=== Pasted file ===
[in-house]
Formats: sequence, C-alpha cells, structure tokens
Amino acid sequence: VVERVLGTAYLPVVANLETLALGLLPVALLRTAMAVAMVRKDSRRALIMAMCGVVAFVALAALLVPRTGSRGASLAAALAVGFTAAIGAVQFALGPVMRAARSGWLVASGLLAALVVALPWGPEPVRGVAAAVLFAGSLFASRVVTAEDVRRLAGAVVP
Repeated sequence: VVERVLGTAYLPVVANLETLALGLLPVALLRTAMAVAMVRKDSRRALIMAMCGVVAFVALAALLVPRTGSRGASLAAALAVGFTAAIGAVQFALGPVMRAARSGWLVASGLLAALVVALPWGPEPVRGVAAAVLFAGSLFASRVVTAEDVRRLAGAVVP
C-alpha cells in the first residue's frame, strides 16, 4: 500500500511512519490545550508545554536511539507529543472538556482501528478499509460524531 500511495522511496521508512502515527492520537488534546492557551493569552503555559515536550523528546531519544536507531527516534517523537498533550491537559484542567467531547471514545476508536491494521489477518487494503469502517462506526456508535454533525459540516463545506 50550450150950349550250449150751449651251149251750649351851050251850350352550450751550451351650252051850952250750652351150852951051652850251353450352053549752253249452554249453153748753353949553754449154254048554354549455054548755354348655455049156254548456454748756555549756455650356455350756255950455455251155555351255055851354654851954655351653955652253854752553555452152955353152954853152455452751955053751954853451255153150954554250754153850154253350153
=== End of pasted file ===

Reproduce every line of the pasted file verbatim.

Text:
[in-house]
Formats: sequence, C-alpha cells, structure tokens
Amino acid sequence: VVERVLGTAYLPVVANLETLALGLLPVALLRTAMAVAMVRKDSRRALIMAMCGVVAFVALAALLVPRTGSRGASLAAALAVGFTAAIGAVQFALGPVMRAARSGWLVASGLLAALVVALPWGPEPVRGVAAAVLFAGSLFASRVVTAEDVRRLAGAVVP
Repeated sequence: VVERVLGTAYLPVVANLETLALGLLPVALLRTAMAVAMVRKDSRRALIMAMCGVVAFVALAALLVPRTGSRGASLAAALAVGFTAAIGAVQFALGPVMRAARSGWLVASGLLAALVVALPWGPEPVRGVAAAVLFAGSLFASRVVTAEDVRRLAGAVVP
C-alpha cells in the first residue's frame, strides 16, 4: 500500500511512519490545550508545554536511539507529543472538556482501528478499509460524531 500511495522511496521508512502515527492520537488534546492557551493569552503555559515536550523528546531519544536507531527516534517523537498533550491537559484542567467531547471514545476508536491494521489477518487494503469502517462506526456508535454533525459540516463545506 50550450150950349550250449150751449651251149251750649351851050251850350352550450751550451351650252051850952250750652351150852951051652850251353450352053549752253249452554249453153748753353949553754449154254048554354549455054548755354348655455049156254548456454748756555549756455650356455350756255950455455251155555351255055851354654851954655351653955652253854752553555452152955353152954853152455452751955053751954853451255153150954554250754153850154253350153